Indian Men Still Don’t Prefer Working Women As Partners: Oxford

According to a 2022 study by Oxford University, women who are working are less likely to find matches on matrimonial sites than women who are not working. Diva Dhar, the doctoral candidate who conducted the experiment to test her theory, found that women who had never worked received 15 to 20 percent more interest than those who did.

Basically, out of 100 men who respond to a woman who has never worked, only 78 to 85 will respond to a working woman. Dhar spends her time researching Indian women’s participation in the labor force and how gender roles affect marriage and the lives of working women.

The experiment began with her creating 20 fake profiles on a leading matrimonial website. They were similar in age, lifestyle choices, and diet, and the only differences were caste and whether women chose to work – now and in the future – and how much they earned.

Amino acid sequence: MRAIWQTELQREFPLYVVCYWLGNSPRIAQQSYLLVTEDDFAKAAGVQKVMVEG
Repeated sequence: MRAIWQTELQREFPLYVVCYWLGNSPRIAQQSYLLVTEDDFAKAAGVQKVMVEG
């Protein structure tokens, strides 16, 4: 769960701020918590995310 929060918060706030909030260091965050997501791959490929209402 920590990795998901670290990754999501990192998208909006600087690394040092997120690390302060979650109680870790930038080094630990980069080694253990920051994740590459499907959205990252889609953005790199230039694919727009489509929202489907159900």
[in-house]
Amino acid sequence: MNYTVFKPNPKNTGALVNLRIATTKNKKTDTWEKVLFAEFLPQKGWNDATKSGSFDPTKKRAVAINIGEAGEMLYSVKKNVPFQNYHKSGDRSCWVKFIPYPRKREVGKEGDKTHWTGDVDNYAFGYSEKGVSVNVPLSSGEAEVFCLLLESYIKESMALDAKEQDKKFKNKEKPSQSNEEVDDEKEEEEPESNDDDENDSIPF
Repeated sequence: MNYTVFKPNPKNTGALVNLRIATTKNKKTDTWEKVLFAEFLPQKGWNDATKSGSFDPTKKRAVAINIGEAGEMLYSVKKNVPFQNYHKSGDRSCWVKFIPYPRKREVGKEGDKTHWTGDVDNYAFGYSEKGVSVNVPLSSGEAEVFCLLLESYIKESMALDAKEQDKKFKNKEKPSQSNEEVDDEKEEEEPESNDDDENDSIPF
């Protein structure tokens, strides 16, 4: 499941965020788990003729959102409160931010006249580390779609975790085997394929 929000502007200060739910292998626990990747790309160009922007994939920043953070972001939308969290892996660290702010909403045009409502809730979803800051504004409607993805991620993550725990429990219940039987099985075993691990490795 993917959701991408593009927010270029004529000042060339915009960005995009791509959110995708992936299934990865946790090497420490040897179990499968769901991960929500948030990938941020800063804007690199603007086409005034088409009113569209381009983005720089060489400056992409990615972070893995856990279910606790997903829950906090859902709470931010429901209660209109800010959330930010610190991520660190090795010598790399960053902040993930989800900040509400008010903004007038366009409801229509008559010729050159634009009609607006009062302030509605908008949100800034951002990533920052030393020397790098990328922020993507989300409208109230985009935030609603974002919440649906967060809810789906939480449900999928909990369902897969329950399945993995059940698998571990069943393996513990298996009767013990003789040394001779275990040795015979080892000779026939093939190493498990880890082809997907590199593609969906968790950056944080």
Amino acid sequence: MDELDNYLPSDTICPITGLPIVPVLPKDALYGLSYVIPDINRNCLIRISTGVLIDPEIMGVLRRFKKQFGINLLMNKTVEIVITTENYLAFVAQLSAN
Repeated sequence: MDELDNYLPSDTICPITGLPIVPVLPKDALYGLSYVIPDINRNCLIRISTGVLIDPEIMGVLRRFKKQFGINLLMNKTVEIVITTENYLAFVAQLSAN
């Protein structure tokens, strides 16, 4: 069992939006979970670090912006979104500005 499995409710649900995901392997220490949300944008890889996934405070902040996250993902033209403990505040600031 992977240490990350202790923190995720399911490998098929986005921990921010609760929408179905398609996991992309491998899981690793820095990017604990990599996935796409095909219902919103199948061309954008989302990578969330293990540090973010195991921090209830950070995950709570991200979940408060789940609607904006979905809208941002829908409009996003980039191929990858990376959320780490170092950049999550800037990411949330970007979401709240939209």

Dhar then sent invitations to men who met a certain eligibility criteria. She found that women who don’t work get a higher response from men, and those who are willing to give up their careers are next in line. Women who choose to work after marriage received fewer responses and higher earning percentages from those who did were popular.

The study concluded that since about 99 percent of Indian women marry in their 40s, there is a penalty women internalize. They do not build a career before marriage or tend to give it up immediately once they are interrupted. The university is conducting a follow-up research study with a larger sample size to further understand the situation. Their long-term goal is to reduce the bias women face through various interventions.